Tuesday, July 13, 2010

Make challengers pay for runoffs?

Now here's an interesting finding that will delight those who like a lot of elections and those who want to save taxpayers a few bucks: According to a new poll by Public Policy Polling, N.C. voters want to preserve runoff elections, but they say taxpayers ought not to pay. Candidates should underwrite the cost of runoffs.

Among other things, I expect that would lead to fewer runoffs. And you have to wonder if Democrat Cal Cunningham would have called for a runoff after N.C. Secretary of State Elaine Marshall failed to win a 40 percent plurality in the Democratic primary race for the party's nomination to challenge incumbent U.S. Sen. Richard Burr, R-N.C. She won the runoff convincingly by a 60-40 margin. Of course, most decisions would probably depend upon whether the challenger has to pay the entire tab, or whether it would be shared with the first primary leader -- who wouldn't be thrilled to have to pay a dime for a runoff.

The numbers show that of those polled, more than twice as many think the challenger who calls for a runoff should foot the bill – 56 to 24 percent, with 20 percent undecided.

Tom Jensen, PPP's analyst, describes the findings this way:

41% of voters in the state support continuing to pick party nominees in a runoff when no candidate gets at least 40% of the vote in the primary. 32% think North Carolina should no longer have runoffs and 27% of voters don't have an opinion either way. There is no division along party lines when it comes to the issue- Democrats support keeping runoffs 42/28, Republicans do so 40/36, and independents do by a 39/34 spread.

Voters support maintaining runoffs but in the wake of a statewide one last month that drew little interest they think the candidates requesting them should fit the bill. 56% of North Carolinians would like to see that move made to 24% opposed. Majorities of Republicans, (60%) independents, (56%), and Democrats (52%) all support a move toward campaigns paying for runoff elections.

The Legislature's gone home and this is not a top priority for voters in the state but making campaigns fund runoffs would be a rare initiative with bipartisan support from the public.


Marge Innovera said...

Or just come up with a different system to declare a primary winner with the first election. I dunno, maybe something like if there are 3 or more canditates, each voter picks a first and second choice. If no clear winner emerges with >50% of the vote, add in the second choice votes for the two highest vote-getters and declare the winner outright. That saves time and money for everyone, taxpayers and candidates.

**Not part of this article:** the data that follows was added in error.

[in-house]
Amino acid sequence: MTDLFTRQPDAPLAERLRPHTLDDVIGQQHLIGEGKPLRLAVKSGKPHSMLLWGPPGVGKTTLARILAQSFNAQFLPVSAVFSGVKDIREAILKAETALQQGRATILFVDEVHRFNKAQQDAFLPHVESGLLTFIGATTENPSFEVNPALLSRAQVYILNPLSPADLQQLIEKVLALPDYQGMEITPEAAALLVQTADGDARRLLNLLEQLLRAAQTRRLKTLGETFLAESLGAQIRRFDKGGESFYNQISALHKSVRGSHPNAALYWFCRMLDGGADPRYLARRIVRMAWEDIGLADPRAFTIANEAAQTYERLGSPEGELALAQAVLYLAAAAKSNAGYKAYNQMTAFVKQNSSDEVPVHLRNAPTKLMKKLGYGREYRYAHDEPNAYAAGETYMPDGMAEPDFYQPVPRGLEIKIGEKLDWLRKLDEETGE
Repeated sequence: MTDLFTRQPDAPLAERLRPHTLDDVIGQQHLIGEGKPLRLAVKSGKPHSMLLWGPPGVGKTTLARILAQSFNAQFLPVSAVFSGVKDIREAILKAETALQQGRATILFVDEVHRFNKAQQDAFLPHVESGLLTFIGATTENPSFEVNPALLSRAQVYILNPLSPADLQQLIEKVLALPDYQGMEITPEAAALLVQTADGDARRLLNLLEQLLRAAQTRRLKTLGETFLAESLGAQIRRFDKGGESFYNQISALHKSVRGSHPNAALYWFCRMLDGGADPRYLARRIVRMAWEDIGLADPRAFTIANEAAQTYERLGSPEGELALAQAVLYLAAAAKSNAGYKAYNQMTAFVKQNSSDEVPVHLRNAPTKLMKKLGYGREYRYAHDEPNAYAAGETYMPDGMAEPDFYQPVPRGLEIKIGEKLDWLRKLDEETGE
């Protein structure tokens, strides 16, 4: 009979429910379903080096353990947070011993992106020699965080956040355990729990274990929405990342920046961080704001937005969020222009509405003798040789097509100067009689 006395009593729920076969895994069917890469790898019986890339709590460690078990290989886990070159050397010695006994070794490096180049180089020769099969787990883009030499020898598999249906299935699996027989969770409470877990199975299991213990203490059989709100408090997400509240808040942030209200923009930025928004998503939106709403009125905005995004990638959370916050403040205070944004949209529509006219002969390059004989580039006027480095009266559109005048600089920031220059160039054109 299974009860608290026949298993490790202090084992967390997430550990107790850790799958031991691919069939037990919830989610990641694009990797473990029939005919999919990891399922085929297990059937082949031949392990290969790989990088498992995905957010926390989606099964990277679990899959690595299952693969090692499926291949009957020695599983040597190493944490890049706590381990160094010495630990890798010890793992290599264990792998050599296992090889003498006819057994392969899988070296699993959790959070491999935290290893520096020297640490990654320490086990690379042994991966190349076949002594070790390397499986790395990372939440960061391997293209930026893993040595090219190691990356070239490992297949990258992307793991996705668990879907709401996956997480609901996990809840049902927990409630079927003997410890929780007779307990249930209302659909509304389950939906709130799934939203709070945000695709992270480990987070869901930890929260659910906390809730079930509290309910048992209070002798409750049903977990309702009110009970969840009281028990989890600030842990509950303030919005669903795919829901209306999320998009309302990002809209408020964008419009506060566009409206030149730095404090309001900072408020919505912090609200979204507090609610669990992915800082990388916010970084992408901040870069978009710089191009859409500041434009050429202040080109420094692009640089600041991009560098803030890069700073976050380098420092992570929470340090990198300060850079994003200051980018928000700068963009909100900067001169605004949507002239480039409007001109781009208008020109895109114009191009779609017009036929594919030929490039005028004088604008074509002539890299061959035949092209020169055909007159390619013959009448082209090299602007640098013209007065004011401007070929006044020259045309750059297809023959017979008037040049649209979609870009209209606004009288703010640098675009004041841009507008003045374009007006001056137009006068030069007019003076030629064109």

Chris Telesca said...

When we should be doing more to have publicly funded campaigns to make elections voter-owned, why would we even think about doing this?

The funny thing is, we lowered the threshold for winning a primary from 50% plus one vote to 40% plus one vote. That reduced the number of primary runoffs AND reduced voter turnout.

In the 2008 Labor Commissioner primary runoffs where there were more than one race on the ballot, voter turnout was higher than in places where there was more than one Democratic runoff on the ballot - and a different candidate won in those districts. Perhaps we should be looking to raise the threshold to increase the turnout?

Either that or have the political parties hold county caucuses and cast the votes there. Of course, that would cut out the UNA voters from voting in either the GOP or DEM party runoffs.

But anything would be better and cheaper than IRV! It would cost close to $20 million (not including the cost of certified machines - which we do not yet have - that can tabulate the IRV ballots) for start-up costs, then $3 million a year for voter education. And you'd have to pay for that even if you didn't end up needing IRV to determine a winner.

At those prices, traditional runoff elections are looking like a better deal all the time!

george said...

You don't get something for nothing.
You get what you pay for. Absolutely all democrats of ALL stripes (LITTLE d) think that *democracy* (LITTLE d) is WORTH paying for.

This idea is idiotic, period.
Times may be tight but the amount of money we spend on elections IS NOT some huge drain, not compared to corporate welfare or transportation boondoggles or any other form of government spending to which you might LEGITIMATELY object.

The fact that an internal party officer has expressed support for this is shameful. Ability to pay for this should NOT be a factor in ANYbody's entitlement to come before the voters. A campaign that would be viable if it could afford to spend this money on ads and outreach could be reduced to non-viability by having to pay this. The runoff is NOT just for the benefit of the candidates! It is to ensure a PROCESS whereby we can be confident that the nominee is someone that a majority of us actually support! And people who do not have a lot of big donors are still entitled to vie for that support -- that's the only way working-class people are ever going to get represented!